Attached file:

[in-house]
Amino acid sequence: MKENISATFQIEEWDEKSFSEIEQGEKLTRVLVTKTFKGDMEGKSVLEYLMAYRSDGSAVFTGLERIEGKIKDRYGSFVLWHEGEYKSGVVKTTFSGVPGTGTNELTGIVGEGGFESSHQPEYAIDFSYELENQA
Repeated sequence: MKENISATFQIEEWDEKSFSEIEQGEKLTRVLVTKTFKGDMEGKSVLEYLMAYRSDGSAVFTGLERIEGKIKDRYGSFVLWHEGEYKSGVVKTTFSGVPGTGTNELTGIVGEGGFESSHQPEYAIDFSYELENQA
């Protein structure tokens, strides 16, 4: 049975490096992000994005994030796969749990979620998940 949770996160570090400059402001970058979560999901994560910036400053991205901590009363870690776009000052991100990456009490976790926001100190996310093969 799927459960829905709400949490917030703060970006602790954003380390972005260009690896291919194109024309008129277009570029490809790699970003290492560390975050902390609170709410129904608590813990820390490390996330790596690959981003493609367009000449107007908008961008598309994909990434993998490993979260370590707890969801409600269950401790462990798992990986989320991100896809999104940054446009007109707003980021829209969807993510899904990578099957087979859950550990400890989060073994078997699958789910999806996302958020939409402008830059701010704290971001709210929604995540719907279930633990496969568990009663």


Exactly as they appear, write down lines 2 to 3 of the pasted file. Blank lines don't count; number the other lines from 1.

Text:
Amino acid sequence: MKENISATFQIEEWDEKSFSEIEQGEKLTRVLVTKTFKGDMEGKSVLEYLMAYRSDGSAVFTGLERIEGKIKDRYGSFVLWHEGEYKSGVVKTTFSGVPGTGTNELTGIVGEGGFESSHQPEYAIDFSYELENQA
Repeated sequence: MKENISATFQIEEWDEKSFSEIEQGEKLTRVLVTKTFKGDMEGKSVLEYLMAYRSDGSAVFTGLERIEGKIKDRYGSFVLWHEGEYKSGVVKTTFSGVPGTGTNELTGIVGEGGFESSHQPEYAIDFSYELENQA